X-ray Astronomy Detectors
X-ray astronomy detectors have been designed and configured primarily for energy and occasionally for wavelength detection using a variety of techniques usually limited to the technology of the time.
X-ray detectors collect individual X-rays (photons of X-ray electromagnetic radiation) and count the number of photons collected (intensity), the energy (0.12 to 120 keV) of the photons collected, wavelength (~0.008 to 8 nm), or how fast the photons are detected (counts per hour), to tell us about the object that is emitting them.
Read more about this topic: X-ray Astronomy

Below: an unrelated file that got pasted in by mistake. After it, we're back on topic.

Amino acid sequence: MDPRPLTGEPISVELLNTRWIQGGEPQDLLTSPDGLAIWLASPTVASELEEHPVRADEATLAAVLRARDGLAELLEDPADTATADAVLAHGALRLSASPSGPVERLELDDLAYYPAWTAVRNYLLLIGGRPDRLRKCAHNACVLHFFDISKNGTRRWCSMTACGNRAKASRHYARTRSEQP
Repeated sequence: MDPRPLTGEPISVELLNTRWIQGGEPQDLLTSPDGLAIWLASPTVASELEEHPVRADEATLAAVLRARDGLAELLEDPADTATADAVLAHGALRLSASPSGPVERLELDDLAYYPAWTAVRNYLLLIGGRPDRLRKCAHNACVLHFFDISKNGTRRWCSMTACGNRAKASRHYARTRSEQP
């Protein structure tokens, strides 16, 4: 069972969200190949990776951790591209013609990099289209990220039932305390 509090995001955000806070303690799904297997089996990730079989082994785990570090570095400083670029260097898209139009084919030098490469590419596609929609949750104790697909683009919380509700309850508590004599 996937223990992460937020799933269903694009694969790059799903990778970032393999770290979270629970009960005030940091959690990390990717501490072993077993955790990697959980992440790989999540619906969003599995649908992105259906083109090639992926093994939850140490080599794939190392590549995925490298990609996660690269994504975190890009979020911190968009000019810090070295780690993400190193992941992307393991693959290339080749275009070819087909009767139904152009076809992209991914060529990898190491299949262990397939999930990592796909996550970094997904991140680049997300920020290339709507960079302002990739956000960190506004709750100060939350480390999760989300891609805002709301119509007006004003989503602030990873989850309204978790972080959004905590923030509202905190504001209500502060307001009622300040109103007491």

Famous quotes containing the words detectors and/or astronomy:
“There were metal detectors on the staff-room doors and Hernandez usually had a drawer full of push-daggers, nunchuks, stun-guns, knucks, boot-knives, and whatever else the detectors had picked up. Like Friday morning at a South Miami high school.”
—William Gibson (b. 1948)
“Awareness of the stars and their light pervades the Koran, which reflects the brightness of the heavenly bodies in many verses. The blossoming of mathematics and astronomy was a natural consequence of this awareness. Understanding the cosmos and the movements of the stars means understanding the marvels created by Allah. There would be no persecuted Galileo in Islam, because Islam, unlike Christianity, did not force people to believe in a fixed heaven.”
—Fatima Mernissi, Moroccan sociologist. Islam and Democracy, ch. 9, Addison-Wesley Publishing Co. (Trans. 1992)